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Food Res Int. 2017 Feb;92:48-55. doi: 10.1016/j.foodres.2016.12.020. Epub 2016 Dec 28.

Continuous production of core-shell protein nanoparticles by antisolvent precipitation using dual-channel microfluidization: Caseinate-coated zein nanoparticles.

Author information

1
Biopolymers and Colloids Laboratory, Department of Food Science, University of Massachusetts, Amherst, MA 01003, USA; Department of Food Biotechnology, University of Hohenheim, Grabenstrasse 25, 70599 Stuttgart, Germany.
2
Biopolymers and Colloids Laboratory, Department of Food Science, University of Massachusetts, Amherst, MA 01003, USA.
3
Department of Food Biotechnology, University of Hohenheim, Grabenstrasse 25, 70599 Stuttgart, Germany.
4
Biopolymers and Colloids Laboratory, Department of Food Science, University of Massachusetts, Amherst, MA 01003, USA. Electronic address: mcclements@foodsci.umass.edu.

Abstract

Antisolvent precipitation is commonly used to fabricate protein nanoparticles using a simple batch method that involves injecting a protein-solvent mixture into an antisolvent. In this study, the potential of producing core-shell protein nanoparticles by antisolvent precipitation using a continuous dual-channel microfluidization method was investigated. The solvent phase (zein in ethanol) and antisolvent phase (casein in water) were made to impinge on each other at high velocity, which generates intense shear, turbulent, and cavitation forces that ensure thorough mixing and breakup of the phases. Relatively small core-shell protein nanoparticles (d<125nm) could be produced using this method when the conditions were optimized. The mean particle diameter decreased with increasing antisolvent-to-solvent ratio, increasing homogenization pressure, increasing ethanol content in the solvent phase, and decreasing zein content in the solvent phase. Depending on the processing conditions employed, zein particles in the range of about 120nm to over 1000nm could be produced. The operating conditions were further optimized to increase the final zein concentration and decrease the organic solvent content while still obtaining small particles. The surface potential of the core-shell protein nanoparticles went from positive at low pH to negative at high pH, with a point of zero charge around pH5. Electron microscopy indicated that the protein particles formed had a roughly spherical shape. The results suggest that the dual-channel microfluidizer could be used to continuously form protein nanoparticles by antisolvent precipitation. Nevertheless, when the microfluidization method was compared with the simple batch method the size of the particles produced under similar conditions were fairly similar.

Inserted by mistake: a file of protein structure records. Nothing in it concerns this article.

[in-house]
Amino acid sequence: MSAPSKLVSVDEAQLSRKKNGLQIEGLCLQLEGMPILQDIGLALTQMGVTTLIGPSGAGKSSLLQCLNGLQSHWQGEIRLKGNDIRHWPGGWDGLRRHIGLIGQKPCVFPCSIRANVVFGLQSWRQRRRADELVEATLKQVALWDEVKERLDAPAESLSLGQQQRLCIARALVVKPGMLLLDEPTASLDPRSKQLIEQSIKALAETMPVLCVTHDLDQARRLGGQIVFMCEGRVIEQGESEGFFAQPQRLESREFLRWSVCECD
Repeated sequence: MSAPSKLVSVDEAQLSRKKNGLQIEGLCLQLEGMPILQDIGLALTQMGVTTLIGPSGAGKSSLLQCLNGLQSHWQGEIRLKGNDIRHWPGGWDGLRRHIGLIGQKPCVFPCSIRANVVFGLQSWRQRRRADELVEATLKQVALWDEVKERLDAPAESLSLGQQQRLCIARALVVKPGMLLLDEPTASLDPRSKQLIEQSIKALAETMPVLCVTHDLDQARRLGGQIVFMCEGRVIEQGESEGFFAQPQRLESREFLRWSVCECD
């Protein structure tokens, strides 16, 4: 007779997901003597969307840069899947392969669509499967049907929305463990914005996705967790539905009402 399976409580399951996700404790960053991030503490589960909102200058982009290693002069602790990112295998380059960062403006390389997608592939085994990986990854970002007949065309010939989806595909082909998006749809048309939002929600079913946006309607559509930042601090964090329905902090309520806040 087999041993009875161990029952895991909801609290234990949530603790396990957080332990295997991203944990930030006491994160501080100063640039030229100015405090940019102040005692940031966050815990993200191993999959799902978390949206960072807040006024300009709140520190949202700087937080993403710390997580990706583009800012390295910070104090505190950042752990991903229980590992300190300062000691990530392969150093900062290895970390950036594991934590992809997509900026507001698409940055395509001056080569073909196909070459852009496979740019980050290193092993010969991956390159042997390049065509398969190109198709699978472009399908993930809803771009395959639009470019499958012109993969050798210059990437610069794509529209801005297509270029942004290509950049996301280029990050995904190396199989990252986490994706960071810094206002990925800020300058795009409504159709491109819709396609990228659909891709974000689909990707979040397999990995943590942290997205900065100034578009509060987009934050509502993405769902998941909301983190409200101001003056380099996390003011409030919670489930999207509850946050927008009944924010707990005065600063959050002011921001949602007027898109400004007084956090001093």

KEYWORDS:

Antisolvent precipitation; Caseinate; Core-shell; Delivery systems; Microfluidizer; Nanoparticles; Zein

PMID:
28290297
DOI:
10.1016/j.foodres.2016.12.020
[Indexed for MEDLINE]

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